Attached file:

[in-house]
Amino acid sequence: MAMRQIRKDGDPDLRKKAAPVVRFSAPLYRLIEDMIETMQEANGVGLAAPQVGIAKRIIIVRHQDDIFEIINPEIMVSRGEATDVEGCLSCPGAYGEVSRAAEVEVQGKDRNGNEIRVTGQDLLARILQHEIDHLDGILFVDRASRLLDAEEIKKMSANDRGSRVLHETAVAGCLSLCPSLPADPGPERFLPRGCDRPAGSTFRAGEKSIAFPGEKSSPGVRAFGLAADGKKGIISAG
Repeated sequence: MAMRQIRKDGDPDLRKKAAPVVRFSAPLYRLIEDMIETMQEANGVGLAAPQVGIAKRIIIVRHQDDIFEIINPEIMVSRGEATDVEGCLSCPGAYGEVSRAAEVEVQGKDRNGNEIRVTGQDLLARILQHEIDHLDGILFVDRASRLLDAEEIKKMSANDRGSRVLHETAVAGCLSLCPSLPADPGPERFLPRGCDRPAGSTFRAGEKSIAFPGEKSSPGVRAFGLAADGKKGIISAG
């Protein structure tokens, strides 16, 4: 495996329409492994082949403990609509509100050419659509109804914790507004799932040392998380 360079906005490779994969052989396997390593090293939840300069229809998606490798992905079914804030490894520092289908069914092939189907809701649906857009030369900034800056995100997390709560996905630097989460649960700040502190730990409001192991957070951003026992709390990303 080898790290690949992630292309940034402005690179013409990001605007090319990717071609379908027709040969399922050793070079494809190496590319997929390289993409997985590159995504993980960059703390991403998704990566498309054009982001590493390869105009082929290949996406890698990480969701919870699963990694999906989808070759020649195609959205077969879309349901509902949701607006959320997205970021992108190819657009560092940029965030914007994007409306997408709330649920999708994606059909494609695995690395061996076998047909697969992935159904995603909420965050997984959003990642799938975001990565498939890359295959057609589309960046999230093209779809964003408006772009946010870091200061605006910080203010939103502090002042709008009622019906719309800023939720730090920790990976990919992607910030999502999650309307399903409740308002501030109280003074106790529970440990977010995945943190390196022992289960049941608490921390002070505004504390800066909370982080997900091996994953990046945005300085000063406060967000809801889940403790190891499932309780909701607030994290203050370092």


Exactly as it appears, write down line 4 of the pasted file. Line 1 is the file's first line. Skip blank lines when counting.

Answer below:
């Protein structure tokens, strides 16, 4: 495996329409492994082949403990609509509100050419659509109804914790507004799932040392998380 360079906005490779994969052989396997390593090293939840300069229809998606490798992905079914804030490894520092289908069914092939189907809701649906857009030369900034800056995100997390709560996905630097989460649960700040502190730990409001192991957070951003026992709390990303 080898790290690949992630292309940034402005690179013409990001605007090319990717071609379908027709040969399922050793070079494809190496590319997929390289993409997985590159995504993980960059703390991403998704990566498309054009982001590493390869105009082929290949996406890698990480969701919870699963990694999906989808070759020649195609959205077969879309349901509902949701607006959320997205970021992108190819657009560092940029965030914007994007409306997408709330649920999708994606059909494609695995690395061996076998047909697969992935159904995603909420965050997984959003990642799938975001990565498939890359295959057609589309960046999230093209779809964003408006772009946010870091200061605006910080203010939103502090002042709008009622019906719309800023939720730090920790990976990919992607910030999502999650309307399903409740308002501030109280003074106790529970440990977010995945943190390196022992289960049941608490921390002070505004504390800066909370982080997900091996994953990046945005300085000063406060967000809801889940403790190891499932309780909701607030994290203050370092």